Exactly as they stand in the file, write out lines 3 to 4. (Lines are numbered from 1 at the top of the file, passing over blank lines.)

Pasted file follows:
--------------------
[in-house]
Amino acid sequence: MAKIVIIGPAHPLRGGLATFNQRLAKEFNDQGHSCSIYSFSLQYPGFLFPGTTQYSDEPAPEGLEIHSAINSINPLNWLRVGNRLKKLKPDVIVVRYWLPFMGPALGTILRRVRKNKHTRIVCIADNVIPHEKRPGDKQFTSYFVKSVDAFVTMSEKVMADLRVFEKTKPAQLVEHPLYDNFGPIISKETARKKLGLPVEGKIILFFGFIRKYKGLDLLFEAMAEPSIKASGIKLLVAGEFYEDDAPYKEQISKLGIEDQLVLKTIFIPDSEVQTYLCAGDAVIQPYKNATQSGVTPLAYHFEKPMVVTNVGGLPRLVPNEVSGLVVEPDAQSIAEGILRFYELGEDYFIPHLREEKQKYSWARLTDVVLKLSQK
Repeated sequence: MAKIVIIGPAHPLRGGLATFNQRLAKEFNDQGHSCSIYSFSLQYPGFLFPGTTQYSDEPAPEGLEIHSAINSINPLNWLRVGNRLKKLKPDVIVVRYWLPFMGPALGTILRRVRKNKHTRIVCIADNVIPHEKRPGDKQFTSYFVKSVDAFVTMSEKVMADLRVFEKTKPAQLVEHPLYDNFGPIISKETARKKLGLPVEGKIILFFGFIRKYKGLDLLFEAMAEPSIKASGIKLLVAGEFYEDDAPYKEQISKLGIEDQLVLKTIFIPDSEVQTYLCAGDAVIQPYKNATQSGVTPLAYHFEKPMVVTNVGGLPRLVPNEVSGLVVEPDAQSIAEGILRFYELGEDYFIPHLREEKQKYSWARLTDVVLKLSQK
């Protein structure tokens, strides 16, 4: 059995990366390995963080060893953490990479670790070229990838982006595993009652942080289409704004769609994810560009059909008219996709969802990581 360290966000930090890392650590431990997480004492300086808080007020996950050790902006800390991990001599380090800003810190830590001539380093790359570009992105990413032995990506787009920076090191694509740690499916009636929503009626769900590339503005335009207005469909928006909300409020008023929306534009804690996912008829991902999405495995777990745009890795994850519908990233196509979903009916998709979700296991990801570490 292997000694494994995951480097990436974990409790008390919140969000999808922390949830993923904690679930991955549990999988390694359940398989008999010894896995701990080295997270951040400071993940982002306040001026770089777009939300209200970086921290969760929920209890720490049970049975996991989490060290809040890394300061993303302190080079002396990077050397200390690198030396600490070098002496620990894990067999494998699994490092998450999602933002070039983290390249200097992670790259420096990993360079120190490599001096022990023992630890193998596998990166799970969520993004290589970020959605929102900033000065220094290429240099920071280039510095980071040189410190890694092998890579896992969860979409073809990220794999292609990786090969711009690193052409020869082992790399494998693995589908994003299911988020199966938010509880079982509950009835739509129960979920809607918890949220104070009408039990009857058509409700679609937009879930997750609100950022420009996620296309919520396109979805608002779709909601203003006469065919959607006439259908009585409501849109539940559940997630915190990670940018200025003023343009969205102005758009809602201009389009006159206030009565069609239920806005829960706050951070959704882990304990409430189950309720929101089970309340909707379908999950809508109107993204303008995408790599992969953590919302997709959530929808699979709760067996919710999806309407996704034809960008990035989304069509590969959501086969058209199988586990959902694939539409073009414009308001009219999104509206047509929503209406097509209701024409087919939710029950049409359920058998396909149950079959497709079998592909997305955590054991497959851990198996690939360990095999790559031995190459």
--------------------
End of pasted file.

Repeated sequence: MAKIVIIGPAHPLRGGLATFNQRLAKEFNDQGHSCSIYSFSLQYPGFLFPGTTQYSDEPAPEGLEIHSAINSINPLNWLRVGNRLKKLKPDVIVVRYWLPFMGPALGTILRRVRKNKHTRIVCIADNVIPHEKRPGDKQFTSYFVKSVDAFVTMSEKVMADLRVFEKTKPAQLVEHPLYDNFGPIISKETARKKLGLPVEGKIILFFGFIRKYKGLDLLFEAMAEPSIKASGIKLLVAGEFYEDDAPYKEQISKLGIEDQLVLKTIFIPDSEVQTYLCAGDAVIQPYKNATQSGVTPLAYHFEKPMVVTNVGGLPRLVPNEVSGLVVEPDAQSIAEGILRFYELGEDYFIPHLREEKQKYSWARLTDVVLKLSQK
């Protein structure tokens, strides 16, 4: 059995990366390995963080060893953490990479670790070229990838982006595993009652942080289409704004769609994810560009059909008219996709969802990581 360290966000930090890392650590431990997480004492300086808080007020996950050790902006800390991990001599380090800003810190830590001539380093790359570009992105990413032995990506787009920076090191694509740690499916009636929503009626769900590339503005335009207005469909928006909300409020008023929306534009804690996912008829991902999405495995777990745009890795994850519908990233196509979903009916998709979700296991990801570490 292997000694494994995951480097990436974990409790008390919140969000999808922390949830993923904690679930991955549990999988390694359940398989008999010894896995701990080295997270951040400071993940982002306040001026770089777009939300209200970086921290969760929920209890720490049970049975996991989490060290809040890394300061993303302190080079002396990077050397200390690198030396600490070098002496620990894990067999494998699994490092998450999602933002070039983290390249200097992670790259420096990993360079120190490599001096022990023992630890193998596998990166799970969520993004290589970020959605929102900033000065220094290429240099920071280039510095980071040189410190890694092998890579896992969860979409073809990220794999292609990786090969711009690193052409020869082992790399494998693995589908994003299911988020199966938010509880079982509950009835739509129960979920809607918890949220104070009408039990009857058509409700679609937009879930997750609100950022420009996620296309919520396109979805608002779709909601203003006469065919959607006439259908009585409501849109539940559940997630915190990670940018200025003023343009969205102005758009809602201009389009006159206030009565069609239920806005829960706050951070959704882990304990409430189950309720929101089970309340909707379908999950809508109107993204303008995408790599992969953590919302997709959530929808699979709760067996919710999806309407996704034809960008990035989304069509590969959501086969058209199988586990959902694939539409073009414009308001009219999104509206047509929503209406097509209701024409087919939710029950049409359920058998396909149950079959497709079998592909997305955590054991497959851990198996690939360990095999790559031995190459």